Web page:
Last week I read an article on Harvard Business Review called “The Martial Art of Difficult Conversations.” While the author related a personal story to reflect on how to have conflict conversations, it very well applies to business.

I hate conflict. I hate hard conversations. I have this innate need to be liked and I used to think that if I had the hard conversations, people would like me less. Turns out, people like me less if I won’t have the hard conversations and the relationship ends, be it business or personal.

Once I realized that, it became easier to have the hard conversations.

But what do hard conversations really mean? They mean honesty. They mean professionalism. They mean no personal attacks. But they most importantly mean listening.

In social media, we talk about all of these things and how important they are as we build relationships online. But what about using the same philosophy offline, as well?

I’m not going to say it’s easy. Especially when you’re dealing with a situation that you just KNOW you’re right. So following is what I do when I need to have a hard conversation, or someone approaches me with a complaint.

1. If the person comes to me, I ask a lot of questions. I ask questions until the person has said everything they have to say. When I feel like they’ve said their peace and they just need a solution, I ask “big brain” questions such as “How would you like this to end?” or “In a perfect situation, how do you see this going?” I never offer advice, I never offer my opinion. I just ask questions.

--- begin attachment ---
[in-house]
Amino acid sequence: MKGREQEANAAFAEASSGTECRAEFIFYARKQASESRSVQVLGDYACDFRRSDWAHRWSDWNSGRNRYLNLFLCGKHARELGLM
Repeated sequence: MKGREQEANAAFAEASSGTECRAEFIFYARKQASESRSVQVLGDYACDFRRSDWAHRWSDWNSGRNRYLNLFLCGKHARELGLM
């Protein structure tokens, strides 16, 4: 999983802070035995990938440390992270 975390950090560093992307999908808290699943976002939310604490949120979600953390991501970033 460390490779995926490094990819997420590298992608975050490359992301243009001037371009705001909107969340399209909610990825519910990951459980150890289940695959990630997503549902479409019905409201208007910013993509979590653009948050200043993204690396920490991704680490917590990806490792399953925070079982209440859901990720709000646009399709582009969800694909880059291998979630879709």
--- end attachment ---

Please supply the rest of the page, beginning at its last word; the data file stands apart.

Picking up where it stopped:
2. If I have to have the hard conversation with someone, I don’t sugarcoat things nor do I belabor the issue. I start by saying, “We need to have a conversation that is going to be uncomfortable for both of us, but I think we can work through the issue and come to a solution together.” Then I state the issue. Then I ask some questions to understand the other person’s point of view.

There are plenty of times that I have to peek down at a post-it note that says three things:

1. Count to 10

2. Ask questions

3. Don’t get defensive

If I follow these three reminders, I tend to have better, more effective conversations that result in better relationships.

What do you do to master the art of the difficult conversation?

Gini Dietrich

Gini Dietrich is the founder, CEO, and author of Spin Sucks, host of the Spin Sucks podcast, and author of Spin Sucks (the book). She is the creator of the PESO Model and has crafted a certification for it in partnership with Syracuse University. She has run and grown an agency for the past 15 years. She is co-author of Marketing in the Round, co-host of Inside PR, and co-host of The Agency Leadership podcast.

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